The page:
The lyrics might not make a lot sense, at least they don’t add up to a full story with plot and character development, but they’re colorful enough that you never mind the fact it’s hard to keep score. Nobody’s shot as far as we know, but then again maybe when the bullets started flying Lewis was wondering why his girlfriend up and left him and failed notice the corpses at his feet.

The real story contained within is how he’s selling all of this. His delivery is perfectly suited to the slightly more uptempo pace, yet his mood is somewhat downcast which makes for a nice contrast that hardly seems at odds with one another thanks to how it’s framed. He’s clearly got issues with multiple folks here, but it’s not anger or despair that is weighing him down, but rather confused wonderment, as if he’s trying to come to grips with all of this himself as he sings.

He never pauses for a breath either, rattling off five scenarios without so much as a single instrumental break, something which might cause some concern for those who understandably would prefer to hear this band cut loose for awhile. But because the transitions from one stanza to the next come with Seale’s rat-a-tat-tat drumming and Smiley’s added urgency each time through to match the slight rise in tempo, you hardly notice there’s no solos to be found.

Furthermore, for somebody who seems intent on raising questions and laying blame in the lyrics, it all sounds remarkably inviting. Smiley’s case might be picked apart by a good trial lawyer – or a more disciplined songwriter – but you can’t fault the total package when it sounds so appealing.


Public Enemy, Public Enemy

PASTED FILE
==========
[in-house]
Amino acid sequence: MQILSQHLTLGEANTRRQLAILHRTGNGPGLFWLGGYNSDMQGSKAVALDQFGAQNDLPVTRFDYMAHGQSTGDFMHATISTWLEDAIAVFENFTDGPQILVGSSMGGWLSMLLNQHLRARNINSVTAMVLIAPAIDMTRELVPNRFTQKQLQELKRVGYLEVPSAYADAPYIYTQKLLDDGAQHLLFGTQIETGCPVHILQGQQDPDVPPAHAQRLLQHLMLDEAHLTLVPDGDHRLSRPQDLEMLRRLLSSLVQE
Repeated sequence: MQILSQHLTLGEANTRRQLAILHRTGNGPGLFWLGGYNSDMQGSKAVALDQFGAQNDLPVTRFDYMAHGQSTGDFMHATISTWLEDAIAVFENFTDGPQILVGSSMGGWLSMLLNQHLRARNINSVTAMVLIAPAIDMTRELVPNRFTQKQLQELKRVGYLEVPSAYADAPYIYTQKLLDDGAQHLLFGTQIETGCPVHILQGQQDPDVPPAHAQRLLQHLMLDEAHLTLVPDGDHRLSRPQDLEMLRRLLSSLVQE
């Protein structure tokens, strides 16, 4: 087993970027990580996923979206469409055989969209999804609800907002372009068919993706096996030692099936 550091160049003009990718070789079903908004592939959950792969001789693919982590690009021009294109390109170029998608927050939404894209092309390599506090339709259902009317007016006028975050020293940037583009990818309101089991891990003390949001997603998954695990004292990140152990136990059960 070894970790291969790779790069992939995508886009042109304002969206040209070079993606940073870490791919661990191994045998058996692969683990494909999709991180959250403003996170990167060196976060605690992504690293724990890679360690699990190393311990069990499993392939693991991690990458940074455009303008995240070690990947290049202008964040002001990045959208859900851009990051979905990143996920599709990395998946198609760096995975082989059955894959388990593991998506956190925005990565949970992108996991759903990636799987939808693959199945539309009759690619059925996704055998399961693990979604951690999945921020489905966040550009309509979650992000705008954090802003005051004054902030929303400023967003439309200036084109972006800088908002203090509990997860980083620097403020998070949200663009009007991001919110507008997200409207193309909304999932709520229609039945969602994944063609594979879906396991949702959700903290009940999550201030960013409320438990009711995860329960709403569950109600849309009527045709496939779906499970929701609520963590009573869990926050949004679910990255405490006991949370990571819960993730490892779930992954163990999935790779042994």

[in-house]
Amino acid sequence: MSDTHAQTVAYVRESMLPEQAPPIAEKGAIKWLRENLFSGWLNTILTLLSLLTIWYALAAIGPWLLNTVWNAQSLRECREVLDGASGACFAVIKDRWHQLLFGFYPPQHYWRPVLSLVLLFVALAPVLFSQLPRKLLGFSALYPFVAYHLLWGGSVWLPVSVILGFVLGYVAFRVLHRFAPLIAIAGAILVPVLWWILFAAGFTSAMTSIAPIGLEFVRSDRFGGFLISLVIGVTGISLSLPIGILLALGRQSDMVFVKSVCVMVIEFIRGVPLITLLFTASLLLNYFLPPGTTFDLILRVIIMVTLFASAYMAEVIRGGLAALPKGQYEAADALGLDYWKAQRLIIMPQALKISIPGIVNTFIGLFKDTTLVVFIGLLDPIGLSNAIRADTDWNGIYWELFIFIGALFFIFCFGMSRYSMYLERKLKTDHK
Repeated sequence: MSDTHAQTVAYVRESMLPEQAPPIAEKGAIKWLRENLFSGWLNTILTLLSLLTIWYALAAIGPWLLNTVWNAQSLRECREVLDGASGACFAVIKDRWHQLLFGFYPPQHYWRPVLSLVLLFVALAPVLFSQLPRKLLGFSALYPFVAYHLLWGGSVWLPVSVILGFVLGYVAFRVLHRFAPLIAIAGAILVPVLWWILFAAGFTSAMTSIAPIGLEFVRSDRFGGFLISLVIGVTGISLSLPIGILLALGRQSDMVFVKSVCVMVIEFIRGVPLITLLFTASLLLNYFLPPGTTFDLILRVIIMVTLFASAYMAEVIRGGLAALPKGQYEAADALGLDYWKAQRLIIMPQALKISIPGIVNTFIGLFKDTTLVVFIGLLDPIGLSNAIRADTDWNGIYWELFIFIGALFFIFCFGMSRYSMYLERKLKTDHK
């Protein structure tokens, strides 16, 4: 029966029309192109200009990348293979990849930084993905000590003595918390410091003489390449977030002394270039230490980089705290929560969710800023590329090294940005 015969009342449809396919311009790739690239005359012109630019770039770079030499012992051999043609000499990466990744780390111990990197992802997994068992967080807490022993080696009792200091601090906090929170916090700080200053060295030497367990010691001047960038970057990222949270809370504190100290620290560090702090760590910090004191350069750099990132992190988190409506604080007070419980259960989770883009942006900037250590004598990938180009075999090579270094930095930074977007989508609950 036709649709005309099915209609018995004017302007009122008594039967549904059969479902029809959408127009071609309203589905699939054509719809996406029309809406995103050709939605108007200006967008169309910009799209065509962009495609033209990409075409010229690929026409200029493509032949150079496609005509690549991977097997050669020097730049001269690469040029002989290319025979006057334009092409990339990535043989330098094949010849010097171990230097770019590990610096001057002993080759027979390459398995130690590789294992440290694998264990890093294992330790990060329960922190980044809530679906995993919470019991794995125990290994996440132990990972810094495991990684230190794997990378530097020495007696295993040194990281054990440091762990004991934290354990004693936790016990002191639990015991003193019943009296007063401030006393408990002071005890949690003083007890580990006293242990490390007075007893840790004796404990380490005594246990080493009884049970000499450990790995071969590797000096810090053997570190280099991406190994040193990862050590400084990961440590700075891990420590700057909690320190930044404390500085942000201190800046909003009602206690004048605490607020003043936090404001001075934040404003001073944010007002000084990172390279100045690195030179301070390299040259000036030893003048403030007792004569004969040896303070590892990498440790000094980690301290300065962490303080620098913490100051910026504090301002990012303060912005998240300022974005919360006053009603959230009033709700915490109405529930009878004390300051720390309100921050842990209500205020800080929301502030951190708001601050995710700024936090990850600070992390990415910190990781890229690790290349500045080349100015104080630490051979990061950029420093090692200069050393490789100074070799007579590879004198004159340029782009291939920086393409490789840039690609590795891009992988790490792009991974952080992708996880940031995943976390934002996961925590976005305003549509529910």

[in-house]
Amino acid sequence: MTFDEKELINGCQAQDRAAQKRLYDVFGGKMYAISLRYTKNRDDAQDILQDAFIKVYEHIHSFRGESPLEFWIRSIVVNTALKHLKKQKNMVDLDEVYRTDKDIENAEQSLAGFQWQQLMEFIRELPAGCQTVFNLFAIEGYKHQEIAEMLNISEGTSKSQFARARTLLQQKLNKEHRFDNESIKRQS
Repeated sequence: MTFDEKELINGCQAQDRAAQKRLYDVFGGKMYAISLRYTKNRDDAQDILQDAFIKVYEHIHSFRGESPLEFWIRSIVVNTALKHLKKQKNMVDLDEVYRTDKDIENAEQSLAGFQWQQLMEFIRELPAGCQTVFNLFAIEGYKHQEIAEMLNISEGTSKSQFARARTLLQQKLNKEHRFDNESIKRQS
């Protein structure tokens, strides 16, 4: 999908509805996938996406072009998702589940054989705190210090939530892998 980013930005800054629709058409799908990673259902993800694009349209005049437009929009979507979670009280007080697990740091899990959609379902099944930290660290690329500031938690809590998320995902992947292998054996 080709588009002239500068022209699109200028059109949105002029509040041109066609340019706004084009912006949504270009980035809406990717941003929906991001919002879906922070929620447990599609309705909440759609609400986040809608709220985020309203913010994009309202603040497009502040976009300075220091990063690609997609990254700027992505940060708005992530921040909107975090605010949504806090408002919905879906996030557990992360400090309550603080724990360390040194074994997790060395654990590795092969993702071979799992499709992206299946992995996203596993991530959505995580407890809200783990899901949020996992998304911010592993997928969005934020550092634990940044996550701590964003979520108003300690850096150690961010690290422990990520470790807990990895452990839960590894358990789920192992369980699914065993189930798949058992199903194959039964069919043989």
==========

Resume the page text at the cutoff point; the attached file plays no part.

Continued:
At this point in his career, despite an unwelcome recording sabbatical that persisted for far too long after his initial 1947 sides on DeLuxe met with no takers, Lewis had actually seen some solid returns for his work on Imperial.

Granted they weren’t national hits but Tee-Nah-Nah had charted all across the South in Cash Box and as far north as Chicago and as far west as Los Angeles, topping the New Orleans listings along the way, so the fact it DIDN’T make Billboard’s more historically respected national charts probably has more to do with who they were polling – more conservative stores and radio – than anything.

His follow up, Growing Old, though not as wide of a seller as his first Imperial side, soared up the New Orleans charts as well, and Dirty People would follow suit, topping the local chart the first week of December.

So maybe he wasn’t referring to the record buyers and listeners at the time for not giving him a fair shake after all, though it’s telling that the scope of his sales had already coalesced around the Gulf Coast and after this release he’d spend more than a year without any significant action whatsoever.

Any way you slice it though this was his best record to date and it still fell short of widespread acclaim, so shame on all of you dirty, dirty people for ignoring poor Smiley Lewis just as he was hitting his stride.


(Visit the Artist page of Smiley Lewis for the complete archive of his records reviewed to date)